Probably the most popular trail in Chaco Culture National Historical Park
is the 5.1 mile Pueblo Alto Loop
, or at least the first sections of it, as far as an overlook of Pueblo Bonito (2 mile round trip) or the ancient ruins of Nuevo Alto and adjacent Pueblo Alto (3.2 mile round trip); the outer part of the loop passes less of interest so is rather quieter, though no part of the trail is particularly busy. The hike begins at the parking area for Pueblo del Arroyo beside Chaco Wash, first heading downstream a short distance along an old vehicle track to Kin Kletso
, another impressive, well preserved ruin on the valley floor. From here, a path forks north, climbing the cliffs and following the plateau rim for a while then turning away from the canyon, crossing the mesa top to the two ruins, one of which retains relatively tall walls, while the other, although larger, is unexcavated, and has only low remnants. There is not too much see here, but the site is remote, windswept and evocative. The remainder of the loop returns to the canyon edge, giving elevated views of two of Chaco's largest pueblos (Chetro Ketl and Pueblo Bonito). Apart from the initial short climb, the loop is easy, fairly level, though hot and exposed in summer, and the hike takes between two and four hours. The mesa top has a reasonable selection of wildflowers in summer but not quite as many species as on the valley floor.
LocationMap of Chaco Culture National Historical Park
Photographs17 views along the Pueblo Alto Trail
Parking for the hike is at the west end of the park road; most people are here to visit adjacent Pueblo del Arroyo or Kin Kletso a little way further west along the disused vehicle track (formerly the main park entrance route), but this is also the start point for the 3.6 mile Penasco Blanco Trail
as well as the Pueblo Alto Trail.
0.3 miles from the trailhead, the first point of interest is Kin Kletso ('yellow house'), a smallish (by Chacoan standards), rectangular pueblo lined by quite high walls at one side, containing five kivas and about 65 rooms, most now ground floor only, though the structure originally had three storys. The masonry is typically neat, and complex, incorporating stones of varying sizes. A path loops all round the site, though no rooms may be entered. The Pueblo Alto Trail forks north on the far side, up a short boulder slope and through a shady, slot-like crevice, which was also used by the ancient tribes, and leads to the canyon rim, 100 feet above the valley floor. The surroundings are mostly bare surfaces of light brown Cliff House Sandstone, and fairly level, but with slightly higher land visible further north. Kin Kletso looks different when seen from above since the elevation gives a much better overview, allowing the scale and symmetry to be fully appreciated; further along the loop, similar perspectives are provided for two other major ruins (Pueblo Bonito and Chetro Ketl).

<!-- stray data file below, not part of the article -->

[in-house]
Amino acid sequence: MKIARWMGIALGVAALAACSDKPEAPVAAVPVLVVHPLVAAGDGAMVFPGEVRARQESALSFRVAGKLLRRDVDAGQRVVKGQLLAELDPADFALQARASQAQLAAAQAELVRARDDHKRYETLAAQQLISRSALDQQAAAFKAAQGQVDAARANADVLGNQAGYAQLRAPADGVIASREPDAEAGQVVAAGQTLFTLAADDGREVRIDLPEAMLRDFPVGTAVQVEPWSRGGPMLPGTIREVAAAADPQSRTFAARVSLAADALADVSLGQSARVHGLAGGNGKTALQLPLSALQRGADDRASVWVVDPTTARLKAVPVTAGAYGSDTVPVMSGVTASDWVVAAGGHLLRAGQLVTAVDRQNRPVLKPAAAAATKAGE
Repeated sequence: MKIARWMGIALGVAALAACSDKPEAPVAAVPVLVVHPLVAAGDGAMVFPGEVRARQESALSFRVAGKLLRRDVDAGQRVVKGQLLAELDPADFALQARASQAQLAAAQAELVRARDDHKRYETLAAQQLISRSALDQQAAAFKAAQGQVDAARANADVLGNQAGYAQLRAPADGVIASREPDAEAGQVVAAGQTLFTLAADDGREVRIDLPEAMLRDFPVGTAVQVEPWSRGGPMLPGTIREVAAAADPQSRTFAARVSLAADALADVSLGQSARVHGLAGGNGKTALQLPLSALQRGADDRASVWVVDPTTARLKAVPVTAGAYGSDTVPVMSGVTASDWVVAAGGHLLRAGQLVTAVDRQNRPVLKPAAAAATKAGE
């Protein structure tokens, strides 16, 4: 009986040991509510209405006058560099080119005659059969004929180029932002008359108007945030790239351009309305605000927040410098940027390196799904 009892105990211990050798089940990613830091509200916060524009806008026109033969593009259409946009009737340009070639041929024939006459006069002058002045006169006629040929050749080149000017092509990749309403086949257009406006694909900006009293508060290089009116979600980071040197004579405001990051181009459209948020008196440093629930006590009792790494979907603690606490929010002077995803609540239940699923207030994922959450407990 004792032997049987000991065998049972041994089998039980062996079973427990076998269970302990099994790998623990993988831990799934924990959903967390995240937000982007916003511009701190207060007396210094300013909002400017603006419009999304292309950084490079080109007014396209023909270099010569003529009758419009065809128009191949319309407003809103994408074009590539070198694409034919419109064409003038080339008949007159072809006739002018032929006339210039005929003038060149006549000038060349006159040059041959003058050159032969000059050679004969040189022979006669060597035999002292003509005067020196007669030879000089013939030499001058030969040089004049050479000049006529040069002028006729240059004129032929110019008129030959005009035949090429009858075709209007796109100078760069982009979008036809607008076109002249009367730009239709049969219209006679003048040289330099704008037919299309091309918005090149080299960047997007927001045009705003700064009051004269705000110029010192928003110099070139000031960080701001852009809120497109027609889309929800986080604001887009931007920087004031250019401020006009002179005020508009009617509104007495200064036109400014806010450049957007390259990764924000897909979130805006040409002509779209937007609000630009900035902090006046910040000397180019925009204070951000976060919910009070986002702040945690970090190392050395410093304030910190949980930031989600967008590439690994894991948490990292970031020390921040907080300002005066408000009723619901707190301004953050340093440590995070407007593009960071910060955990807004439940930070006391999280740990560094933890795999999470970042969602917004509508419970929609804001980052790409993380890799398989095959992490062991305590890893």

Start of the Path
The cairned path follows close to the rim, moving southeastwards, encountering several notable sites (marked by NPS signs), including a stone circle, an ancient terrace and a collection of shrimp burrows. These are petrified casts; straight, dark-colored, tubular fossils gradually eroding out of the softer bedrock, and can be seen in many locations all the way along the trail, which next winds around a few gullies and reaches a very short spur to an overlook of Pueblo Bonito. Just after this is a junction with the start of the 3.1 mile loop section, the two branches signed 0.6 miles to Pueblo Alto (north) and 0.6 miles to Chetro Ketl Overlook (east).
Nuevo Alto and Pueblo Alto
Turning north, the path turns away from the rim, now running over soil rather than rock, up to the top level of the mesa, passing a short section of Chacoan steps and an ancient road fragment, this not much to look at. The land flattens out as the route nears Nuevo Alto
, or New Alto, a compact, 32 room, relatively recent (late 12th century) ruin, and Pueblo Alto
, 450 feet east. This is much larger - 370 by 250 feet, and has the D shape common to some of the valley floor sites, but here all the walls are very low, and most of the original 130 rooms and 18 kivas are no longer visible. But the views are extensive, especially to the north, where the land slopes down gradually down to the next valley, and it is possible to see many miles over this part of the San Juan basin. On the east side of Pueblo Alto is a fenced-off area, containing an unexcavated midden.
End of the Loop
Beyond Pueblo Alto, the path, now somewhat narrower, proceeds southeast over sandy flats and descends a little to within sight of the rim of Chaco Canyon, winding round a wide, sheer-walled basin, one feature here being Jackson Stairway
, a series of steps cut in a near vertical rock face. The trail bends southeast again, back towards the main valley, dropping down to the lower plateau level via another narrow crack, then crosses the basin and comes close to the canyon edge. There is one more marked overlook, of Chetro Ketl
, before arriving back at the junction, at the start of the loop. From here, the trailhead is 0.8 miles away.